Q: Our kids made their Christmas lists early this year. Reading through them, I'm taken aback at how ... well, self-centered they are. How can we adjust their point of view?
Jim: Most children have a tendency to feel that the world revolves around them. Our culture encourages this problem by telling kids -- and adults, frankly -- to be self-centered, to look out for No. 1. As parents, we have to work hard to help our kids look beyond their own interests and to develop empathy for others.
Author Silvana Clark addresses this issue in her book "Fun-Filled Parenting." She suggests that one of the best antidotes for self-centeredness is to volunteer as a family. It might be donating some items to a local shelter, or hosting a neighborhood car wash and giving the proceeds to charity. Picking up trash at the park, taking part in a church service project, putting together care packages for the troops ... the possibilities are endless.
According to Clark, volunteering can help children learn four valuable lessons. First, it helps them understand that they're not the center of the universe. Second, it enables kids to learn responsibility and gain self-confidence. Third, it puts them in touch with community resources and groups that depend on volunteers. And finally, volunteering helps children build relationships with positive role models -- men and women who have invested their lives in reaching out to others.
It's important that we as moms and dads model service and self-sacrifice for our children, but it's even better if we can get the kids involved in the same activities. Make volunteering a family affair! It will draw you closer together, and you just might make some lasting memories in the process.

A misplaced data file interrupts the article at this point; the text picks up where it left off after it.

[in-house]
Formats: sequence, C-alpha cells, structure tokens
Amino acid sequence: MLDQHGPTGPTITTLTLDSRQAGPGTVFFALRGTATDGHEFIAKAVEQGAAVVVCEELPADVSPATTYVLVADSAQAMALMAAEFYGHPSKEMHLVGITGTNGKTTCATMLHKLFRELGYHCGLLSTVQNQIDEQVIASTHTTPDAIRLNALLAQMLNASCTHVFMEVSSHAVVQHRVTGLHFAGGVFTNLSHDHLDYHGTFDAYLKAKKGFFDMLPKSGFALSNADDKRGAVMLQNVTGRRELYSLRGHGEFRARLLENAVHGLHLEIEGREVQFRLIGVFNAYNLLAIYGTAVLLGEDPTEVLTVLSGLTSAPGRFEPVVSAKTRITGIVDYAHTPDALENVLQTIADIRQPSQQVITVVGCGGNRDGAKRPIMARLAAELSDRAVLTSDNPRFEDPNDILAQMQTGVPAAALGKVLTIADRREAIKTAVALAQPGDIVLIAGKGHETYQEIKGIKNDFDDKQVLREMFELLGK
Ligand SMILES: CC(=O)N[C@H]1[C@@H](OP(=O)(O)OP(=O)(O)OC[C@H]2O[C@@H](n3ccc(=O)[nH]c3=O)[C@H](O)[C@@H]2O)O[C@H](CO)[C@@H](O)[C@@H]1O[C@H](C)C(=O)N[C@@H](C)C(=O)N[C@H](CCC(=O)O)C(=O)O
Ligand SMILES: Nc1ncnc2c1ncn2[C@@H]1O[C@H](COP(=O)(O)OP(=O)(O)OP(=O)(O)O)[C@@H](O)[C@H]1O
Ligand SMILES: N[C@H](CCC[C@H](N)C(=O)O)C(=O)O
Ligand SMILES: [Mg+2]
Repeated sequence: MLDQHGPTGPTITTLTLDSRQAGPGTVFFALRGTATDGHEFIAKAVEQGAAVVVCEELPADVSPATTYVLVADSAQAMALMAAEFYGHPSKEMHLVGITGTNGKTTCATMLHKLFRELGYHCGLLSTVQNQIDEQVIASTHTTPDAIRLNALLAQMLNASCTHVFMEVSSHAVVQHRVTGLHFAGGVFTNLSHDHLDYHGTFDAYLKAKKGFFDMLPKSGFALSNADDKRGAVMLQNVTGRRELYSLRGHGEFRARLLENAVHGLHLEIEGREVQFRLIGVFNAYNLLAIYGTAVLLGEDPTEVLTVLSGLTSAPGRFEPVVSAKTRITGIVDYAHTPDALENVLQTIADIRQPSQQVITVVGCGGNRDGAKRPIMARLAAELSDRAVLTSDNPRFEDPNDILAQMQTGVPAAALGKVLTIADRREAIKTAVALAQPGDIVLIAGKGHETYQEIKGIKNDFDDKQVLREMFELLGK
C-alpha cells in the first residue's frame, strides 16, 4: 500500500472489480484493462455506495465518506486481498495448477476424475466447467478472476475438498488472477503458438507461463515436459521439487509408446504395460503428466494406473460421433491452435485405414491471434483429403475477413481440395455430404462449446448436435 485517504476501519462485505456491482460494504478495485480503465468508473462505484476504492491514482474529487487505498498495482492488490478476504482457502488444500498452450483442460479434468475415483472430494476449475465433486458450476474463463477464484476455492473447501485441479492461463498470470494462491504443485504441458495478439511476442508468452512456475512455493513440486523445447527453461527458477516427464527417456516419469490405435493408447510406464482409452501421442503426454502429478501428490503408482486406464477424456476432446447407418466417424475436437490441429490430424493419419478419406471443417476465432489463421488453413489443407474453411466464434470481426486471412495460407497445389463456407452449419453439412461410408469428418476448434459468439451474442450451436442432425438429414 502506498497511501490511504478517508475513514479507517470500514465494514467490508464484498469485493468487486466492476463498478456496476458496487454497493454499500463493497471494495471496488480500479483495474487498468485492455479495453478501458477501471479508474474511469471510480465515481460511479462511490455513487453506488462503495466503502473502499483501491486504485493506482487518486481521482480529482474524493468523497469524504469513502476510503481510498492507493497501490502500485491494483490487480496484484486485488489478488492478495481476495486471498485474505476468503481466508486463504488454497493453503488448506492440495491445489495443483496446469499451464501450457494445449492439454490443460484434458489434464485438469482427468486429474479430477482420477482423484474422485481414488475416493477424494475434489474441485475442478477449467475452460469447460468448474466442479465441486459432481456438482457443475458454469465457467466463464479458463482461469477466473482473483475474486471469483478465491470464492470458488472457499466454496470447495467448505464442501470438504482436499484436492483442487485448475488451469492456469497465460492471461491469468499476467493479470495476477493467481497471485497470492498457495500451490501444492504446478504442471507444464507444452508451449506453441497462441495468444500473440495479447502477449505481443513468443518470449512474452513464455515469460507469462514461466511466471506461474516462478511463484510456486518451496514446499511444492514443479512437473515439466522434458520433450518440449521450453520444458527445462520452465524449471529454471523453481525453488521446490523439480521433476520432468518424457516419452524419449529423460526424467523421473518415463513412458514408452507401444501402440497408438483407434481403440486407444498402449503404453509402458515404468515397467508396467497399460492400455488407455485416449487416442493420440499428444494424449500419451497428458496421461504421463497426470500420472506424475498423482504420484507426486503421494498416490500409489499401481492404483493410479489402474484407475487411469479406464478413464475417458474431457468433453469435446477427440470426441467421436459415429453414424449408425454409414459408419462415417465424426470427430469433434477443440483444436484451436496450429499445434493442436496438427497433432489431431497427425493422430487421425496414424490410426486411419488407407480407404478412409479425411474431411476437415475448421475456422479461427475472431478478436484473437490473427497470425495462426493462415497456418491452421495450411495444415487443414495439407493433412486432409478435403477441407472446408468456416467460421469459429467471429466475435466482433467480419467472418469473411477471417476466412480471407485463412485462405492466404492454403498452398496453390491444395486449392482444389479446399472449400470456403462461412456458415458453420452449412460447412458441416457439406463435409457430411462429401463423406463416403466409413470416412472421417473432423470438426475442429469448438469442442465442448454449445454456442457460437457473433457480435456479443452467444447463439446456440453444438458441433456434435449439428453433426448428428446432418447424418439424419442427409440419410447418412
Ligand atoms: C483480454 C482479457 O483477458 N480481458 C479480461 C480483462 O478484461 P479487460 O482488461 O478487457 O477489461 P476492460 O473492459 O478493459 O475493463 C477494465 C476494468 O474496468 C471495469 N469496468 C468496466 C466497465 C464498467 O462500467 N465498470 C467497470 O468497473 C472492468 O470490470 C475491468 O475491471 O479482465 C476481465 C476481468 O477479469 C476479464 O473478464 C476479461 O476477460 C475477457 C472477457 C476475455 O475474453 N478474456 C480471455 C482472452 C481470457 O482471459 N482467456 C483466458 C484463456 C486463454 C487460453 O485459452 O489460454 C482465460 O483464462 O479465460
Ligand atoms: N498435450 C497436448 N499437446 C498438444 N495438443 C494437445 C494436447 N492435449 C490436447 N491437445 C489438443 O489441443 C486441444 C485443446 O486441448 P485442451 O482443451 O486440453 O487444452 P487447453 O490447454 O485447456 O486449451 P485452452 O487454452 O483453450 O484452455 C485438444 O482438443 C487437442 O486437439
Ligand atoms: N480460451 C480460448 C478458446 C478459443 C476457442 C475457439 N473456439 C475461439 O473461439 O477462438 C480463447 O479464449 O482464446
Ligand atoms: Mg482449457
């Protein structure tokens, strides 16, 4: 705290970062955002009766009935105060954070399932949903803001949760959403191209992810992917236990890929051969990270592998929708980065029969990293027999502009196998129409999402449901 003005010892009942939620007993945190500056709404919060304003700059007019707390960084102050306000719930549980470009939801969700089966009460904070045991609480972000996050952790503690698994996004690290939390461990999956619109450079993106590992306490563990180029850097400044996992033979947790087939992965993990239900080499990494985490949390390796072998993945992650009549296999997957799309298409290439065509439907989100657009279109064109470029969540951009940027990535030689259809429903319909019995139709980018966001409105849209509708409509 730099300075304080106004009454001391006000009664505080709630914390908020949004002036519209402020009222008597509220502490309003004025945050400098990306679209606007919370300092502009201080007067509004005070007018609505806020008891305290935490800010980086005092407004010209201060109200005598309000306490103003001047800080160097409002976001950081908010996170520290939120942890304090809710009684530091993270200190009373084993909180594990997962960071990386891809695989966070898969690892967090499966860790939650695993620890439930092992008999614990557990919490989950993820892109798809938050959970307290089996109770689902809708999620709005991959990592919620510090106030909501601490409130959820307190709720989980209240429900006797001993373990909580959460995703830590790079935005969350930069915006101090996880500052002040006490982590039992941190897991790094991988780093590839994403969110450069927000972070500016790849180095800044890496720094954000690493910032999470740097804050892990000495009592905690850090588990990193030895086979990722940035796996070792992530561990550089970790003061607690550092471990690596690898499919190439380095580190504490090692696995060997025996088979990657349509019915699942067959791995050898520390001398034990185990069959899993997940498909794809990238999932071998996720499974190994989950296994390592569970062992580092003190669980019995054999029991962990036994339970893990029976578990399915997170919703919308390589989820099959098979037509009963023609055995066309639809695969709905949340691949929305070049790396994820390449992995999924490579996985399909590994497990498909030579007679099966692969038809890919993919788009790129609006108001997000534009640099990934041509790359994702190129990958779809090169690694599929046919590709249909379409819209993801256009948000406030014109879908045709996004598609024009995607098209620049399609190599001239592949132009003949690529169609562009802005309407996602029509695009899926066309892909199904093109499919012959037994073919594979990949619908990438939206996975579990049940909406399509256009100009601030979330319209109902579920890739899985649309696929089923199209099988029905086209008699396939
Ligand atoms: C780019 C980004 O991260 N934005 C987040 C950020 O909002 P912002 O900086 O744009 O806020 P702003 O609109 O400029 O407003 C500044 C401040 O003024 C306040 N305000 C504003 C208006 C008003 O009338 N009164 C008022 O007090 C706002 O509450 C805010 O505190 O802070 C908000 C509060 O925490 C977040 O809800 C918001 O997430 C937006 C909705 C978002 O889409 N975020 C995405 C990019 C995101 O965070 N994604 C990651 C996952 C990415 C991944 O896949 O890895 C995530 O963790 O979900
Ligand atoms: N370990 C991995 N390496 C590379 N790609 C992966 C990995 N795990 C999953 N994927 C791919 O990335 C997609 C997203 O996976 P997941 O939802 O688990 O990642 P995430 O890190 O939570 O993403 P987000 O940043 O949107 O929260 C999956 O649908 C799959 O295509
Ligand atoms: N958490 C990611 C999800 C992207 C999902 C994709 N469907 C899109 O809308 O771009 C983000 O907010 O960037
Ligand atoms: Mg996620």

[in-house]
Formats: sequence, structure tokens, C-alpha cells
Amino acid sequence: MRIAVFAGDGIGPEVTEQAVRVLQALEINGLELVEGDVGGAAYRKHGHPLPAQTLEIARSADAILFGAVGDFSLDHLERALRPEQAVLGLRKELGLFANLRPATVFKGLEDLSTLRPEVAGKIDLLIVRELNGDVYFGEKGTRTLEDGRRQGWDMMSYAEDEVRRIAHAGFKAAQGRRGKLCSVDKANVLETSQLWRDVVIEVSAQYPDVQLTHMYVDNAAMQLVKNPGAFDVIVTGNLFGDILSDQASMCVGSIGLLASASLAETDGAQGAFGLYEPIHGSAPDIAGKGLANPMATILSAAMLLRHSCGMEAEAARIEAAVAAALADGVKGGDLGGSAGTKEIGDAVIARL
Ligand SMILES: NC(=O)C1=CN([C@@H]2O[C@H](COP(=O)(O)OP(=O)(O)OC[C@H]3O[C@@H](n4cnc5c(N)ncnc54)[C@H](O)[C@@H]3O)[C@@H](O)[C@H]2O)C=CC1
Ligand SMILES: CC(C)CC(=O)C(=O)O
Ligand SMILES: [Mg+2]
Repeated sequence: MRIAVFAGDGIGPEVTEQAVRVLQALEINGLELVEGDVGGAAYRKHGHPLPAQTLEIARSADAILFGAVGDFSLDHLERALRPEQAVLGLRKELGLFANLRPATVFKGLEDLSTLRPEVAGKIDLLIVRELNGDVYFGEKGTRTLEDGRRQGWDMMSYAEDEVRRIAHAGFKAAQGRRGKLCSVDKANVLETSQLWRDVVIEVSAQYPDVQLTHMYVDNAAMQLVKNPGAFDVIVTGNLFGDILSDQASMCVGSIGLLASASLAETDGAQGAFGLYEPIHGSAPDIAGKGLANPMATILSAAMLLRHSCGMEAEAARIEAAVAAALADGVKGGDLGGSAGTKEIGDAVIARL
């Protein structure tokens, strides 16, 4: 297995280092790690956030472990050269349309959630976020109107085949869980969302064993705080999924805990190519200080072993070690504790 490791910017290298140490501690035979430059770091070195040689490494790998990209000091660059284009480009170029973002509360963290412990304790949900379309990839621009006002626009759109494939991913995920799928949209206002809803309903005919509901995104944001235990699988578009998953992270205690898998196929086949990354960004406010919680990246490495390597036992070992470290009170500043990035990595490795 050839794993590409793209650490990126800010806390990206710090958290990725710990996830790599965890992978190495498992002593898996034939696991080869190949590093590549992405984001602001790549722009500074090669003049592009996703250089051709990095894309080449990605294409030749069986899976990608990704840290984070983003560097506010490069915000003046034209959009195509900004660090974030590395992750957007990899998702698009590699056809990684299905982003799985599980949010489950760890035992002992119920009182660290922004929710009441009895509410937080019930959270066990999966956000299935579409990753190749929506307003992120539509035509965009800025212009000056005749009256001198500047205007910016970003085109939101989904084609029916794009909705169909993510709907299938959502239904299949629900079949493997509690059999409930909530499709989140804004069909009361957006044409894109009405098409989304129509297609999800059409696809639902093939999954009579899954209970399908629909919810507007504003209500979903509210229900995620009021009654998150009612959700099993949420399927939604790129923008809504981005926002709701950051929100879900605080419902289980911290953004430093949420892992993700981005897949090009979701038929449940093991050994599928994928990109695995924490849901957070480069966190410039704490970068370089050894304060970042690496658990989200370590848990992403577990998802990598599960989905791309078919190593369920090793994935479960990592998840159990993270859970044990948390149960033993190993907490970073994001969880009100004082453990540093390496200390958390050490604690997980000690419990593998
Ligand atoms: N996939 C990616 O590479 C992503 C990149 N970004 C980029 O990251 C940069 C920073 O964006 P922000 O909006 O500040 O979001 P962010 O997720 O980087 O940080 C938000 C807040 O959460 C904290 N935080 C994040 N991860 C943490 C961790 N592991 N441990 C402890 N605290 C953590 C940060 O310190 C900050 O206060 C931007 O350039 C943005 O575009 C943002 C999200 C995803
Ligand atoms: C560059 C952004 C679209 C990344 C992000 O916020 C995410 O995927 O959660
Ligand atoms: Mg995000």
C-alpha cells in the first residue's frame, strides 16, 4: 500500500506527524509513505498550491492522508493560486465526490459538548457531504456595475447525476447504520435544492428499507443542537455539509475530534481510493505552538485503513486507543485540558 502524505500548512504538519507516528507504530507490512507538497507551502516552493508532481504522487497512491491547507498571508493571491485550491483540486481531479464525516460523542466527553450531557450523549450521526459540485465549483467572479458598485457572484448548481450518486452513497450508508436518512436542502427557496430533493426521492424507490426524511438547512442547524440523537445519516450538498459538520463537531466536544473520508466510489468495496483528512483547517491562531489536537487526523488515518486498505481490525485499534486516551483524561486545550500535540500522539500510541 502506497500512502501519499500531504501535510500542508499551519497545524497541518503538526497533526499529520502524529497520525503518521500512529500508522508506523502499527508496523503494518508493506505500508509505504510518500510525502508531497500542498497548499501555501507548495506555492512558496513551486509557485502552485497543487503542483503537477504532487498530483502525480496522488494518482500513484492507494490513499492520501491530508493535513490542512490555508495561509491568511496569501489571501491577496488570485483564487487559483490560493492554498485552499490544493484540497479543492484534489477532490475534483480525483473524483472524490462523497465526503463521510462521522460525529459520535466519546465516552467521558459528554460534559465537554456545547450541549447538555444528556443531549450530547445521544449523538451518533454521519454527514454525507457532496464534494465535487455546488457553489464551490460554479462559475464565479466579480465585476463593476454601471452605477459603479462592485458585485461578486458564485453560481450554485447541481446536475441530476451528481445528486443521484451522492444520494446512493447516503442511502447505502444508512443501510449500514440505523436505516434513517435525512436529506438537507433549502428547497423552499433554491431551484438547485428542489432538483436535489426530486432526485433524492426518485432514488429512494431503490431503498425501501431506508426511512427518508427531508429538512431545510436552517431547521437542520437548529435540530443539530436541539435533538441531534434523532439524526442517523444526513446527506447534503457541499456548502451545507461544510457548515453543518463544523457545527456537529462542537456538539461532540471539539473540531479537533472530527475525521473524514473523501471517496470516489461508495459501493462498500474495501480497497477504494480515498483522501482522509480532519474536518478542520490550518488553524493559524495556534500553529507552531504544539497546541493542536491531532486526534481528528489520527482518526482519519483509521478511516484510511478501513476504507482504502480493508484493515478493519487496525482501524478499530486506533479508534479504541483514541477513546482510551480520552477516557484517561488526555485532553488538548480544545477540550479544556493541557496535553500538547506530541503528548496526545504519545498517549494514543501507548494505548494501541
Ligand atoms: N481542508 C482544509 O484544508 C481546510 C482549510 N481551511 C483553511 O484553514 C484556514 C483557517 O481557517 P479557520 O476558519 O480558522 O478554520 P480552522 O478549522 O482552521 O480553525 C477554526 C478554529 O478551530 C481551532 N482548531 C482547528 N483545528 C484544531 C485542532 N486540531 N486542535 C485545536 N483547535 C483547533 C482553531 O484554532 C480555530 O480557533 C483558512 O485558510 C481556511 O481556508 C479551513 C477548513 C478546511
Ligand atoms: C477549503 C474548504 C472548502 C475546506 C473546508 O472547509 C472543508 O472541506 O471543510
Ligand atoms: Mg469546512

For more tips on how to help your family thrive, go to FocusOnTheFamily.com.
Q: My marriage of 17 years is basically dead. My husband and I are both done with it, but we have agreed that we'll stay together for the children (ages 15 and 13) until they're both out of the house. That will at least be a positive for the kids, right?
Greg Smalley, Vice President, Family Ministries: That's what a lot of couples on the verge of divorce say. According to a number of studies, they're right. But there's a lot more at stake here.
Children whose biological mother and father stay married are less likely to get into trouble, to use drugs or to be sexually active at an early age. They're also more likely to complete college and to enjoy a successful marriage of their own. Those are the kinds of positive results we all want for our children. It all starts with keeping your marriage together.
BUT -- even better is to get your relationship on a path toward healing. Staying together for your children but fighting every night in front of them is counterproductive. Severe conflict in your home can unravel all the good you're trying to do on their behalf.
A healthy home environment is one where children see their mom and dad work through their differences and live out their love for one another. Don't stay together for the kids' sake only to stay miserable in your marriage. Seek help for your problems and find common ground.
If you and your husband are both willing to try, I would strongly suggest one of our Hope Restored Marriage Intensives (hoperestored.focusonthefamily.com). At the very least, please call our counselors at 1-855-771-HELP (4357).
You and your spouse don't have to be strangers living together under the same roof. Do yourselves and your children a favor: Stay together and get your marriage healthy.
Jim Daly is a husband and father, an author, and president of Focus on the Family and host of the Focus on the Family radio program. Catch up with him at www.jimdalyblog.com or at www.facebook.com/DalyFocus.
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